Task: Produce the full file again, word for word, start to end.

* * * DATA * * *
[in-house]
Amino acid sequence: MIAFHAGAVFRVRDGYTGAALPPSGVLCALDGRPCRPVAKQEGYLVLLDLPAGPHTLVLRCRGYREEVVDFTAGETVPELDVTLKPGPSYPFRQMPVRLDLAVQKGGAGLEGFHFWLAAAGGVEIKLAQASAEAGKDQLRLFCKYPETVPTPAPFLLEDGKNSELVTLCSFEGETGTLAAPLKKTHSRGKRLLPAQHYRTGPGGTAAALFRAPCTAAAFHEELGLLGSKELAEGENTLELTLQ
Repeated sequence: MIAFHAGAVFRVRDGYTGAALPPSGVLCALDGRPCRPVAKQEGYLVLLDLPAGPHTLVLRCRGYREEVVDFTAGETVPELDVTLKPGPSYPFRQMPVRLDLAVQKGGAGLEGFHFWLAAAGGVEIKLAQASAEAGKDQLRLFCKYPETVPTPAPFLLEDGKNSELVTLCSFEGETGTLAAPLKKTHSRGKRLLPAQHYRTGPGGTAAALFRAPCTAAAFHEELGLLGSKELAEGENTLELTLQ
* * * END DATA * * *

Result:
[in-house]
Amino acid sequence: MIAFHAGAVFRVRDGYTGAALPPSGVLCALDGRPCRPVAKQEGYLVLLDLPAGPHTLVLRCRGYREEVVDFTAGETVPELDVTLKPGPSYPFRQMPVRLDLAVQKGGAGLEGFHFWLAAAGGVEIKLAQASAEAGKDQLRLFCKYPETVPTPAPFLLEDGKNSELVTLCSFEGETGTLAAPLKKTHSRGKRLLPAQHYRTGPGGTAAALFRAPCTAAAFHEELGLLGSKELAEGENTLELTLQ
Repeated sequence: MIAFHAGAVFRVRDGYTGAALPPSGVLCALDGRPCRPVAKQEGYLVLLDLPAGPHTLVLRCRGYREEVVDFTAGETVPELDVTLKPGPSYPFRQMPVRLDLAVQKGGAGLEGFHFWLAAAGGVEIKLAQASAEAGKDQLRLFCKYPETVPTPAPFLLEDGKNSELVTLCSFEGETGTLAAPLKKTHSRGKRLLPAQHYRTGPGGTAAALFRAPCTAAAFHEELGLLGSKELAEGENTLELTLQ